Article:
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all welcome

With Eugene Peterson's quote still ringing in my ears I found this post from Fred Peatross very timely:

Our Prayers Tell On Us

Too many churches function as if their primary role is to minister to the sick and dying. Ministers/preachers have little time to "go into all the world" when their primary role is to drive from one hospital to another so they can hold the hands of the brethren.

I challenge you to start paying attention to the prayers in your assemblies. Notice how often our prayers center around the sick, the dying, new births, those traveling, or good news from a doctor. Would I be within range if I said in a twelve month period you could count on one hand the number of times someone prays (by name) for a friend or family member's spiritual conversion?

This one strikes a chord with me. How many of our churches have been self-contained little "bioshperes", where everything is wonderful, as long as you are on the inside. The teaching? Oh, it's very good. The community? I feel like I belong, and I'm loved.

But you have the right last name, your family has been here for 2 generations and you occupy the best pew in the house.

What about the person who wanders in the back door some Sunday morning for the first time? Would they experience what you do? If asked later, how would they describe the experience?

Would it sound like they were describing the same church?

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June 25, 2003

words of wisdom from robert the atheist

My good friend Robert (this site's most fervent fan... and "atheist" - his word, not mine) has responded in a comment to The Lull, and all the recent angst over the state of "the church". I thought it warranted your attention, so here it is:

OK, I just wrote a long comment that disappeared into the ether. So here are the highlights:

There is nothing wrong with the church. The church is the same institution it has been for 2000 years. It remains rampantly relevant in Latin America, parts of Asia, Eastern Europe and Africa because the church's message is aimed at poor people. It was incredibly relevant to Westerners 1000 years ago, 500 years ago and even 100 years ago. The church told you what to think, how to live and what to believe. It is no longer relevant to modern Westerners because we have outgrown it. It remains very relevant in parts of the world. The church has not changed and is not broken. The problem is within you good people.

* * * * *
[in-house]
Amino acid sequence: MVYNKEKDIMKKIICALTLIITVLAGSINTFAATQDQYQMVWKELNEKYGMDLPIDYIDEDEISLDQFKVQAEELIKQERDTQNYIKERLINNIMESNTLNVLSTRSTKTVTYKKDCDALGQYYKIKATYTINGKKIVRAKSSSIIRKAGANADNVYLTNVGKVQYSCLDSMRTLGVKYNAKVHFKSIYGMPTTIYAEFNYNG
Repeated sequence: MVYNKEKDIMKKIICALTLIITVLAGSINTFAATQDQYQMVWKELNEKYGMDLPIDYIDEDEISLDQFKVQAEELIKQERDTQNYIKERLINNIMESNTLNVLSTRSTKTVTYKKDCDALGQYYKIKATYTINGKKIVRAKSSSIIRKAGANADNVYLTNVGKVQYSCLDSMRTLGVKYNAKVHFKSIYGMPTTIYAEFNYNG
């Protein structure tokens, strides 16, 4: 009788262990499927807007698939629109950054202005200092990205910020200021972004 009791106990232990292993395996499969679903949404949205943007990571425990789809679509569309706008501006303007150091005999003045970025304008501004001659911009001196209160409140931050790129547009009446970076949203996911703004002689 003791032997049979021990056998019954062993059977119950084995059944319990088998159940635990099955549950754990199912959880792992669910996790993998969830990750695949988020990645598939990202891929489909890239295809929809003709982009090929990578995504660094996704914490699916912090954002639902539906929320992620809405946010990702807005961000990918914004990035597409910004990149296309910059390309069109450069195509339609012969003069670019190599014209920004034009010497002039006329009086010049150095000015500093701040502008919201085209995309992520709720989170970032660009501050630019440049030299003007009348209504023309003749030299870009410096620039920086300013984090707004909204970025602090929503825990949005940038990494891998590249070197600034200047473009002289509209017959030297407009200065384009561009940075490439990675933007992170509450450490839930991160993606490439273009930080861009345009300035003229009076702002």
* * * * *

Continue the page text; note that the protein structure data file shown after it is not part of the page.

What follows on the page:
You are the exception - comfortable folks who still believe. The vast majority of believers around the world are struggling to get by everyday. In every society, as wealth increases, religious fervour decreases. It is not coincidence that around the globe today (and throughout history), the most fervent believers (Christians, Muslims, etc.) live(d) pretty difficult lives. If your life sucks rocks today, you cling to the notion of paradise in the next life. Once you get the second car, third TV and have a Loblaws around the corner, the necessity of there being an afterlife becomes less critical to your ability to get through today. Marx said religion is the opiate of the masses.

You good people yearn for a thinking person's church and are all linked by that desire. However, if we put you all in a room, your comfortable western existence would come bubbling up and we would be talking tower of Babel! I don't think you could ever agree on a new church because there isn't one that could accomodate thinking people (Heather - before you even say it, I know what you are going to say... Your Meeting House may be great, but could it accomodate 1 million people thinking different things? I think it is the exception that proves the rule. It works because it is small.) You all yearn for a fulfilling House of Worship you could go to but I don't think you could ever agree on what that would be. Any churchgoer has to submit to the given authority too much for you to do that and be happy. Remember, churches are looking for "sheep". None of you is sheep-like. You think too much.

You will have to content yourselves with the notion that, individually, you are your own church. You carry it around with you wherever you go and congregate in forums like this.

My original comment was better and longer.

Better Robert? I doubt it. Longer? I believe it!

Thanks for your thoughts.

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indie allies meetup



find out more at indieallies.meetup.com

For those of you who have never heard of the Indie Allies, it is a network of independent Christian thinkers and websites and is brought to you by some of the coolest people on the web. More information will be coming soon but until then, head on over to the IndieAllies Meetup.com site at indieallies.meetup.com and sign up.

Jordon's talking about it. Jason's talking about it. Charlie's talking about it. Spencer's talking about it. Let's give it a go - we all have to get out of our cages every once in a while anyway.